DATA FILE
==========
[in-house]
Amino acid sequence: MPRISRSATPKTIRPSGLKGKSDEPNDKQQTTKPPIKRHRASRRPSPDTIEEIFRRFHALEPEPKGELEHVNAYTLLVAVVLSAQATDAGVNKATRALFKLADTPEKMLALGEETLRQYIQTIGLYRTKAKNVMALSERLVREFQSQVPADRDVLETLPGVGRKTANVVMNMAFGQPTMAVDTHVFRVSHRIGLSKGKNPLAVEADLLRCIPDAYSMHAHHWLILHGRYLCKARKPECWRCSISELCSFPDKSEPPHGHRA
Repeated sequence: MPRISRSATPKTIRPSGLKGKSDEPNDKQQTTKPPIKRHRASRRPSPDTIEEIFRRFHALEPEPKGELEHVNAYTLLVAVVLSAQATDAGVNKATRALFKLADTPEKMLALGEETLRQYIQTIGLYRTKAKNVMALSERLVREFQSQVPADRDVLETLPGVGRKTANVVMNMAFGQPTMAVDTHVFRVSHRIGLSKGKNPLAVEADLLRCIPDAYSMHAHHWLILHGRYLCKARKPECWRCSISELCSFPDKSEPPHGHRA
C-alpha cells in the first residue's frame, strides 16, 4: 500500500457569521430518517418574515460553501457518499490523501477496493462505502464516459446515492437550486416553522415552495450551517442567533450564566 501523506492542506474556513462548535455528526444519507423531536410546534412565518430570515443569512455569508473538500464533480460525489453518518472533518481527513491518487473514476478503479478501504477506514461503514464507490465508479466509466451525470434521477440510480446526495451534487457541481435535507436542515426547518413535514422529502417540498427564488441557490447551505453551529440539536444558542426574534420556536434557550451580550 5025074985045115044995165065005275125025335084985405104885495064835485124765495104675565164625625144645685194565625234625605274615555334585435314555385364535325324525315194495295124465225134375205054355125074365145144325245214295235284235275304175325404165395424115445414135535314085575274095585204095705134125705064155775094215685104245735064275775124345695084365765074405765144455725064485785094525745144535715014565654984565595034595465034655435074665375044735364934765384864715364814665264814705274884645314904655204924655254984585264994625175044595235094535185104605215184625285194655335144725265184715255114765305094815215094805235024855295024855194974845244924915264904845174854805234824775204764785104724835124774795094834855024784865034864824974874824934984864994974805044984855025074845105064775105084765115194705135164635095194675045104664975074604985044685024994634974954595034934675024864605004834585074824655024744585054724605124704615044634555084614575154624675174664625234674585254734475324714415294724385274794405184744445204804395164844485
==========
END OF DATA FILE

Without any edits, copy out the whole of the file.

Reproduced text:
[in-house]
Amino acid sequence: MPRISRSATPKTIRPSGLKGKSDEPNDKQQTTKPPIKRHRASRRPSPDTIEEIFRRFHALEPEPKGELEHVNAYTLLVAVVLSAQATDAGVNKATRALFKLADTPEKMLALGEETLRQYIQTIGLYRTKAKNVMALSERLVREFQSQVPADRDVLETLPGVGRKTANVVMNMAFGQPTMAVDTHVFRVSHRIGLSKGKNPLAVEADLLRCIPDAYSMHAHHWLILHGRYLCKARKPECWRCSISELCSFPDKSEPPHGHRA
Repeated sequence: MPRISRSATPKTIRPSGLKGKSDEPNDKQQTTKPPIKRHRASRRPSPDTIEEIFRRFHALEPEPKGELEHVNAYTLLVAVVLSAQATDAGVNKATRALFKLADTPEKMLALGEETLRQYIQTIGLYRTKAKNVMALSERLVREFQSQVPADRDVLETLPGVGRKTANVVMNMAFGQPTMAVDTHVFRVSHRIGLSKGKNPLAVEADLLRCIPDAYSMHAHHWLILHGRYLCKARKPECWRCSISELCSFPDKSEPPHGHRA
C-alpha cells in the first residue's frame, strides 16, 4: 500500500457569521430518517418574515460553501457518499490523501477496493462505502464516459446515492437550486416553522415552495450551517442567533450564566 501523506492542506474556513462548535455528526444519507423531536410546534412565518430570515443569512455569508473538500464533480460525489453518518472533518481527513491518487473514476478503479478501504477506514461503514464507490465508479466509466451525470434521477440510480446526495451534487457541481435535507436542515426547518413535514422529502417540498427564488441557490447551505453551529440539536444558542426574534420556536434557550451580550 5025074985045115044995165065005275125025335084985405104885495064835485124765495104675565164625625144645685194565625234625605274615555334585435314555385364535325324525315194495295124465225134375205054355125074365145144325245214295235284235275304175325404165395424115445414135535314085575274095585204095705134125705064155775094215685104245735064275775124345695084365765074405765144455725064485785094525745144535715014565654984565595034595465034655435074665375044735364934765384864715364814665264814705274884645314904655204924655254984585264994625175044595235094535185104605215184625285194655335144725265184715255114765305094815215094805235024855295024855194974845244924915264904845174854805234824775204764785104724835124774795094834855024784865034864824974874824934984864994974805044984855025074845105064775105084765115194705135164635095194675045104664975074604985044685024994634974954595034934675024864605004834585074824655024744585054724605124704615044634555084614575154624675174664625234674585254734475324714415294724385274794405184744445204804395164844485